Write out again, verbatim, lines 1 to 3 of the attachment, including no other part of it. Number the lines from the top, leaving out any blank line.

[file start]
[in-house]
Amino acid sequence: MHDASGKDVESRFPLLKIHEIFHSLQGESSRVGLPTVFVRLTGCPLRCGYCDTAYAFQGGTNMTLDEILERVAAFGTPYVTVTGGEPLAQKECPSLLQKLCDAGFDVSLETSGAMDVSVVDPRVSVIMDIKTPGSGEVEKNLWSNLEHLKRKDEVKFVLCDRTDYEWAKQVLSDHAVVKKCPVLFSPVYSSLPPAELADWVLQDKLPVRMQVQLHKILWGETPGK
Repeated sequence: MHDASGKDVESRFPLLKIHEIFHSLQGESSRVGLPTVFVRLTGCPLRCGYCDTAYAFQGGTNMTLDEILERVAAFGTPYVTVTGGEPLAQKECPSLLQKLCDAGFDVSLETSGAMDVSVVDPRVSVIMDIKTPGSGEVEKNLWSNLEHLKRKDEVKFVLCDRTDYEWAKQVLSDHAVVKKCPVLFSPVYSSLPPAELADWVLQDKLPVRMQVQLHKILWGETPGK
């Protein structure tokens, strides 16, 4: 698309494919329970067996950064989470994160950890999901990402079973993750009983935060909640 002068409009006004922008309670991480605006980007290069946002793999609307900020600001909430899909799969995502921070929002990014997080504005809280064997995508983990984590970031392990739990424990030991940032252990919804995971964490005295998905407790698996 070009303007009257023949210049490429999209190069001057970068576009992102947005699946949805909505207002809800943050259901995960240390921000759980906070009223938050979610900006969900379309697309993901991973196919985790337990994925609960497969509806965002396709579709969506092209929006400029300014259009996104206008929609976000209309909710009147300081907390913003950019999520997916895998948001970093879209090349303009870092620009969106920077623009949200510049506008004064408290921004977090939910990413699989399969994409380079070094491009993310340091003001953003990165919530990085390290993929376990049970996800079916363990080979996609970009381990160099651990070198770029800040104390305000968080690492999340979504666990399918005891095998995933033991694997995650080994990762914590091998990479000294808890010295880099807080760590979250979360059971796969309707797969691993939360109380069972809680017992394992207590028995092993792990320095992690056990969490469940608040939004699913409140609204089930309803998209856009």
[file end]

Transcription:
[in-house]
Amino acid sequence: MHDASGKDVESRFPLLKIHEIFHSLQGESSRVGLPTVFVRLTGCPLRCGYCDTAYAFQGGTNMTLDEILERVAAFGTPYVTVTGGEPLAQKECPSLLQKLCDAGFDVSLETSGAMDVSVVDPRVSVIMDIKTPGSGEVEKNLWSNLEHLKRKDEVKFVLCDRTDYEWAKQVLSDHAVVKKCPVLFSPVYSSLPPAELADWVLQDKLPVRMQVQLHKILWGETPGK
Repeated sequence: MHDASGKDVESRFPLLKIHEIFHSLQGESSRVGLPTVFVRLTGCPLRCGYCDTAYAFQGGTNMTLDEILERVAAFGTPYVTVTGGEPLAQKECPSLLQKLCDAGFDVSLETSGAMDVSVVDPRVSVIMDIKTPGSGEVEKNLWSNLEHLKRKDEVKFVLCDRTDYEWAKQVLSDHAVVKKCPVLFSPVYSSLPPAELADWVLQDKLPVRMQVQLHKILWGETPGK